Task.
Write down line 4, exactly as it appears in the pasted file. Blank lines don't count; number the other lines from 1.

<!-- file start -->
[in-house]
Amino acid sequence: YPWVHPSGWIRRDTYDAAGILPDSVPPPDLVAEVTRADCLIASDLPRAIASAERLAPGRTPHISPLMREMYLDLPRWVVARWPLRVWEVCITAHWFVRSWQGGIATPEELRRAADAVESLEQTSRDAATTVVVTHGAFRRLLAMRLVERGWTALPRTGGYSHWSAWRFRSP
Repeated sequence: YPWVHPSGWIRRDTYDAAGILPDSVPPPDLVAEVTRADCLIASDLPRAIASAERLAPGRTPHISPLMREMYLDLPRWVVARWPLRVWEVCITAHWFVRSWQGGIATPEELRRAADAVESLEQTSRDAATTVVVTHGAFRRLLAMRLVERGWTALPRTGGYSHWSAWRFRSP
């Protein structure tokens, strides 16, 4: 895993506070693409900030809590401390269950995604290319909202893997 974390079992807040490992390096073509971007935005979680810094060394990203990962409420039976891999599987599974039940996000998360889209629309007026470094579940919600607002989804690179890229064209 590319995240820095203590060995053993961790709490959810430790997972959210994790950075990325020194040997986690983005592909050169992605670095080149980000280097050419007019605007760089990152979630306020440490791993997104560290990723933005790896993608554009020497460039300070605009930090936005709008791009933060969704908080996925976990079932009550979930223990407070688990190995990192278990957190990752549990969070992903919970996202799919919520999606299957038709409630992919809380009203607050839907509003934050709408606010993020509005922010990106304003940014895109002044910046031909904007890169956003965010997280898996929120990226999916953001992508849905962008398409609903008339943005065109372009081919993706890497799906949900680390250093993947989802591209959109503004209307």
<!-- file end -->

């Protein structure tokens, strides 16, 4: 895993506070693409900030809590401390269950995604290319909202893997 974390079992807040490992390096073509971007935005979680810094060394990203990962409420039976891999599987599974039940996000998360889209629309007026470094579940919600607002989804690179890229064209 590319995240820095203590060995053993961790709490959810430790997972959210994790950075990325020194040997986690983005592909050169992605670095080149980000280097050419007019605007760089990152979630306020440490791993997104560290990723933005790896993608554009020497460039300070605009930090936005709008791009933060969704908080996925976990079932009550979930223990407070688990190995990192278990957190990752549990969070992903919970996202799919919520999606299957038709409630992919809380009203607050839907509003934050709408606010993020509005922010990106304003940014895109002044910046031909904007890169956003965010997280898996929120990226999916953001992508849905962008398409609903008339943005065109372009081919993706890497799906949900680390250093993947989802591209959109503004209307």